AP Basketball Writer Jim O’Connell dead at age 64

NEW YORK — Jim O’Connell, the longtime college basketball writer for The Associated Press and a member of the Hall of Fame, has died. He was 64.

He died Monday after a series of ailments, his son Andrew said.

Known to nearly everyone as Oc, O’Connell was a former president of the United States Basketball Writers Association. He entered that organization’s Hall of Fame in 2002, the same year he earned the Naismith Memorial Hall of Fame’s Curt Gowdy Award for his coverage of the sport.

O’Connell served as the AP’s national college basketball writer since 1987 and was a fixture at all the sport’s major events, from the Final Four to the Big East Tournament to the Maui Invitational. He covered eight Olympics and worked as a desk supervisor, overseeing the entire sports operation for the world’s largest news-gathering organization.

The press table at a college basketball game was Oc’s stage. Thanks to his Irish wit, long memory, easygoing personality and perfect timing, he always had an eager audience of TV analysts, other writers, fans and coaches.

“He was the source on college basketball,” said Terry Taylor, the AP’s sports editor from 1992-2013. “He knew coaches, players, games, dates of games and final scores — all manner of factoids — off the top of his head. And when you looked it up, he was always right.”

He was a mentor to journalists in the AP and elsewhere. For decades, he coached young reporters in bureaus around the AP on how to cover a game, making sure the play-by-play, the NCAA Tournament implications and the star performances were all put into context.

O’Connell built deep relationships with colleagues, players, executives, referees and coaches, particularly the ones who most respected him, such as fellow Hall of Famers Jim Calhoun, Jim Boeheim and Mike Krzyzewski.

“He was a great man, he really was,” Boeheim said. “He was a guy you looked forward to seeing. Always had a good word and a smile. He wrote sports, but he did it in a positive way, always. He was always good to players, coaches, fans — everybody. He was a unique individual, always had a good word for everybody. Always.”

A stick boy for the New York Islanders as a teen, O’Connell went to St. John’s and joined the AP’s first class of baseball dictationists in the mid-70s, a part-time job he soon converted into a career covering hoops. After leaving to become sports information director at Fordham — where he met his wife, Anne Gregory, the best female basketball player in school history — Oc returned to the AP in 1978.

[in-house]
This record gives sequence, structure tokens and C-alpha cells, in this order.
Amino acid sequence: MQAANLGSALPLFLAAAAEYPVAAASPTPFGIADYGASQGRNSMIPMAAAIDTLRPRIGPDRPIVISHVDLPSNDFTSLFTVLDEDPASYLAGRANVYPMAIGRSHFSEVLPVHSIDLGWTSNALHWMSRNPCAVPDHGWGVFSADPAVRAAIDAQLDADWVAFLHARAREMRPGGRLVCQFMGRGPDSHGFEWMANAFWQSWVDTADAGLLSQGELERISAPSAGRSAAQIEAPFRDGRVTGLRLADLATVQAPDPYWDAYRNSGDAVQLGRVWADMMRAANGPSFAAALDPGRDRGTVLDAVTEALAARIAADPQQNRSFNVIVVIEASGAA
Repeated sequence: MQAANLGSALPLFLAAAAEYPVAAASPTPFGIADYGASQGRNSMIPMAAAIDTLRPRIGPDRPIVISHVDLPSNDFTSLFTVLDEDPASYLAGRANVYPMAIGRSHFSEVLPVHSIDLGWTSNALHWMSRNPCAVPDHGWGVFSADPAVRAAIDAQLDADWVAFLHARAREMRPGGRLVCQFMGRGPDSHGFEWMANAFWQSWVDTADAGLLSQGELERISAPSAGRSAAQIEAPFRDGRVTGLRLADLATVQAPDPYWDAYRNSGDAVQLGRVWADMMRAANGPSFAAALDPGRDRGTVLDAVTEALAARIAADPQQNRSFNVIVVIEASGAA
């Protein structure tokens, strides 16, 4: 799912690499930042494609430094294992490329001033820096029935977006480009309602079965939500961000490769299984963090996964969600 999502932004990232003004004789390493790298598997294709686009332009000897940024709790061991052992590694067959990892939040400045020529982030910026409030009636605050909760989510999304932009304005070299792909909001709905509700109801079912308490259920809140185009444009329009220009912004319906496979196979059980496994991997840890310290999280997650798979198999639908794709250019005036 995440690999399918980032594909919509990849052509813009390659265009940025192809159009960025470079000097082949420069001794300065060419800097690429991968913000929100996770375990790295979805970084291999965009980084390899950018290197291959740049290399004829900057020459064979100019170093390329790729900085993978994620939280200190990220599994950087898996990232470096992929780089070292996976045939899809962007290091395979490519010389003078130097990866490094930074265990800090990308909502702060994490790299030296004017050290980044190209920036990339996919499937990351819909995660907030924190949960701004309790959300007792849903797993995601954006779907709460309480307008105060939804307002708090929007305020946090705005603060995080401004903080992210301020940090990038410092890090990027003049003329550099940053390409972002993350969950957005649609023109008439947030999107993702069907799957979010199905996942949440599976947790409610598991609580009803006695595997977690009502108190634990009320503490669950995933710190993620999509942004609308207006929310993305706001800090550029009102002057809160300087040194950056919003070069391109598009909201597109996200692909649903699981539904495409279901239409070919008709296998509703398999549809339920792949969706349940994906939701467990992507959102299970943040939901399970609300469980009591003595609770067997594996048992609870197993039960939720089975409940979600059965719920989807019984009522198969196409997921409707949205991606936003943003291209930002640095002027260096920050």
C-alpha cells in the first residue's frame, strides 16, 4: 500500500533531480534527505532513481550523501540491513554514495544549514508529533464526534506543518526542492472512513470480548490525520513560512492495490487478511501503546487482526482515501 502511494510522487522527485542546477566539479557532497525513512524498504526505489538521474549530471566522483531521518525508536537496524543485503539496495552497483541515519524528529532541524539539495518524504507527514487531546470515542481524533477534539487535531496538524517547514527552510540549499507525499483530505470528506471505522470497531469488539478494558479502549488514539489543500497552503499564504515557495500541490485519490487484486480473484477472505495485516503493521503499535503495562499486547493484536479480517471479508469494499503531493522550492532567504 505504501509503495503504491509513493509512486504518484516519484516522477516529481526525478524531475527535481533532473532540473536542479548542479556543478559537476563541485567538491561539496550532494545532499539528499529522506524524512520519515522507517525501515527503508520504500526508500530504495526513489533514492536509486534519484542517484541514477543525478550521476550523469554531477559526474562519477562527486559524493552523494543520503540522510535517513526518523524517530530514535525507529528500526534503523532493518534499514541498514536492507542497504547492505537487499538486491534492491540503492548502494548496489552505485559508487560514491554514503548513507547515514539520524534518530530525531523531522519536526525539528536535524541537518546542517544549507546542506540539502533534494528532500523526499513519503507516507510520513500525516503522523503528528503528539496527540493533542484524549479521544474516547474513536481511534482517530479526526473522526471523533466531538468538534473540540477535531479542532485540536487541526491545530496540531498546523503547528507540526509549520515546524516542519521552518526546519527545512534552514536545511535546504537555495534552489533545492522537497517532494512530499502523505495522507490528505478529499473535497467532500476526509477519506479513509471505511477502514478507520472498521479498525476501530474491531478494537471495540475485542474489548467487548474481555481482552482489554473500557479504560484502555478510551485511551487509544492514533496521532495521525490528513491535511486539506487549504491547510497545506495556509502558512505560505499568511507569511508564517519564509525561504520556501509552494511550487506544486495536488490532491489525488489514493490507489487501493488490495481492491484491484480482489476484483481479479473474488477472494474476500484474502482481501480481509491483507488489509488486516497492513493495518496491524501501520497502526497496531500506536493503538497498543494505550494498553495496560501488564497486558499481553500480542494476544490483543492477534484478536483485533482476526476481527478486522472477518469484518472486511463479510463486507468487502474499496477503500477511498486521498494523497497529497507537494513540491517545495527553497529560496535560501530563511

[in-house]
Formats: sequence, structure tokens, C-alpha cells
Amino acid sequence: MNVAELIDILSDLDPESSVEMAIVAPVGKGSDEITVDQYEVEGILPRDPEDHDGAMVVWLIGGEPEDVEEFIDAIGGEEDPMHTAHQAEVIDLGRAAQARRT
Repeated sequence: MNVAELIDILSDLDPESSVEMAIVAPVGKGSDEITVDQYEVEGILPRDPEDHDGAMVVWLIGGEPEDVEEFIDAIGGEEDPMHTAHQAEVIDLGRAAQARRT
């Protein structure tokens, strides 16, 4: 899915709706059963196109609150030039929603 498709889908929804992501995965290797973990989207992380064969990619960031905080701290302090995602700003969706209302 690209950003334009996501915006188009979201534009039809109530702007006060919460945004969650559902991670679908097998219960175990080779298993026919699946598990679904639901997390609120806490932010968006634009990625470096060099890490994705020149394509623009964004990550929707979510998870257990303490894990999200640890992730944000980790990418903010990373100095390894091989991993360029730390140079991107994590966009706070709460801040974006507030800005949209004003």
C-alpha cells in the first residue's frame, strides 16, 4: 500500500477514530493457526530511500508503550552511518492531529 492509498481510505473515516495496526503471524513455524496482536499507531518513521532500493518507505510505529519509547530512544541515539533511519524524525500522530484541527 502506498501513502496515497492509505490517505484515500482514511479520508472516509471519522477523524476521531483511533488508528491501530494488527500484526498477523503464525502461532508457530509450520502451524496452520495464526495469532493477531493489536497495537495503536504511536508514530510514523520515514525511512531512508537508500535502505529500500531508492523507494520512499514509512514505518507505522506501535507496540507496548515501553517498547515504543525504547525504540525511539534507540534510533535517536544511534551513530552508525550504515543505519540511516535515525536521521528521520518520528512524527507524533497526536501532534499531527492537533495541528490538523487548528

By 1979, he was aiding the AP’s coverage of the Final Four. He had a long chat about basketball with Indiana State star Larry Bird, who was famously reticent about speaking with the media. It was only when O’Connell pulled out a notepad that Bird clammed up.

He covered every Final Four from 1979 through 2017, including 2015, just months after an operation that required partial amputation of his leg. The NCAA made sure O’Connell had a seat at the end of the media table, so he could stretch out his prosthetic.

O’Connell was just as knowledgeable about teams like Rider and Wagner as he was about powerhouse programs like Duke and Kentucky. If a fan asked him about any team, he could tell them what he thought of their chances. For decades, if there was a college basketball game in the New York area, Oc would probably be courtside — whether he was working or not.

“Oc and his wife, Annie, were great friends to my wife, Patty, and me when we moved to Long Island to take the job at Hofstra,” said Jay Wright, coach of current NCAA champion Villanova. “Oc is the most knowledgeable, ethical, humble college basketball expert ever. He is dependable as a friend and as writer.”

For those in the AP, especially working a long night shift in New York editing game stories, or those on the phone asking for his help covering a game thousands of miles away, a conversation with Oc would be the highlight of the week.

“Perhaps most importantly, he was beloved by his AP Sports colleagues,” Taylor said. “He told funny stories like no one else, and he always had one. He lit up the room when he walked in for his night shift.

“It was always a treat to work with Oc,” she said. “He was smart. He was calm. And he was excellent at cracking me up at just the right moment to relieve tension.”

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